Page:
In his formula, May wanted to explain that chaotic behaviour (like climate, which experiences numerous changes in weather from moment to moment) can lead to changes in other completely different systems a few days later.
The best-known illustration is the so-called “butterfly effect” which shows that the beating of a butterfly’s wings in Brazil can lead to a hurricane or tornado in Asia.
In other words, the most insignificant of things can have unsuspected effects on our environment, near and far.
Turbulence in the tip vortex from an aeroplane wing (Source: National Aeronautics and Space Administration (NASA))
It is the multiplicity of factors related to an event that makes it unpredictable.
Euler’s identity is considered to be “the finest of equations” in maths classes because it describes an unlikely combination of five mathematical constants.
Euler’s identity is the equality where e is Euler’s number, the base of natural logarithms, i is the imaginary unit, which satisfies i2 = −1, and π is pi, the ratio of the circumference of a circle to its diameter (Source: Wikipedia.org)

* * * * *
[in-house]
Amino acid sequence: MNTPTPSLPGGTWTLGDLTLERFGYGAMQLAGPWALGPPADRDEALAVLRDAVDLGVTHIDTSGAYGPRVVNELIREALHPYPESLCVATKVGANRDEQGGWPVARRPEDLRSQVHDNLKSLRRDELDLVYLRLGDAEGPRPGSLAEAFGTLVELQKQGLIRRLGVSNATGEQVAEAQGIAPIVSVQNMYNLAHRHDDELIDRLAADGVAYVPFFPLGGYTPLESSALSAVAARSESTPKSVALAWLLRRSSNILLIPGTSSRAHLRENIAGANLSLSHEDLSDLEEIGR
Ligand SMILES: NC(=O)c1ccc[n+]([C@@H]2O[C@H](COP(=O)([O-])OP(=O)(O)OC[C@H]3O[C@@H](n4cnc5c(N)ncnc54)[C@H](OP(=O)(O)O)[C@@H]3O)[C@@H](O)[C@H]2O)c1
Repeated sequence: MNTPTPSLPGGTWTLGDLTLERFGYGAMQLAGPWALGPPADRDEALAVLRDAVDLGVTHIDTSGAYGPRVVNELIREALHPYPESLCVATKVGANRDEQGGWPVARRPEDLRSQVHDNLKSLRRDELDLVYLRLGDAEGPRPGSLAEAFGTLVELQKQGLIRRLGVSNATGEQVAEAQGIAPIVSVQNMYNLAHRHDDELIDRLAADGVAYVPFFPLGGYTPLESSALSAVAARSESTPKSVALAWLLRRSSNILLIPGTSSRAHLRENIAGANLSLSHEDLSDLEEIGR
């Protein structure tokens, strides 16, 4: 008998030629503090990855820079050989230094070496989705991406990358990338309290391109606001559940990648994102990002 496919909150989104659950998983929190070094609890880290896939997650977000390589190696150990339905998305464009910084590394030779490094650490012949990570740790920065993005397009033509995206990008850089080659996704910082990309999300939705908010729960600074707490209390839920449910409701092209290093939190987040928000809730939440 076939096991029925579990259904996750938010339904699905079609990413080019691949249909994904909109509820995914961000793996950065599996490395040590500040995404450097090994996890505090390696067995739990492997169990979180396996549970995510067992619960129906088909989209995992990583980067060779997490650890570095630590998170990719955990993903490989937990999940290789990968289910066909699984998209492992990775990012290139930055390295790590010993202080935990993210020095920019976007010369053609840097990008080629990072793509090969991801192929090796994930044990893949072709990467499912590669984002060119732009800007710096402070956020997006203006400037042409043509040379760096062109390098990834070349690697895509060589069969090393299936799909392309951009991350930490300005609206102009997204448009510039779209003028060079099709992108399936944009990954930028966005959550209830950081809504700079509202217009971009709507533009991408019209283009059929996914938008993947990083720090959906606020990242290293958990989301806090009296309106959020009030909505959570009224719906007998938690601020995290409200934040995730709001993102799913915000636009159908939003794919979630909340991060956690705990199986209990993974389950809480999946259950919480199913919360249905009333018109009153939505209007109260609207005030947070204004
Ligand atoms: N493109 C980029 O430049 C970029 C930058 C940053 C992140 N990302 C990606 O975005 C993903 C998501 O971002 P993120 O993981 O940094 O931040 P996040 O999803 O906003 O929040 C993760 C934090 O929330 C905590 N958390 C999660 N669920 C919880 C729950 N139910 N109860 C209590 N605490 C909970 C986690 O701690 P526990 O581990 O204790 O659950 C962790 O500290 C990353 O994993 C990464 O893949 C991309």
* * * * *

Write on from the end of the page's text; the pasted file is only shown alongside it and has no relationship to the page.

Euler’s equation (published by Leonhard Euler in 1755) applies in the case of a perfect fluid.
Why does this equation matter? Because it makes use of three fundamental operations in arithmetic: addition, multiplication and exponentiation.
The five constants represented are “0”, the additive identity; “1”, the multiplicative identity; the fabulous pi; “e” which is the base of natural logarithms and a number which widely occurs in mathematical analyses; and “i”, the imaginary unit of the complex numbers found in equations with 3 unknowns.
This equation, which decorates the Palais de la Découverte in Paris, paved the way for the development of topology, a branch of modern maths.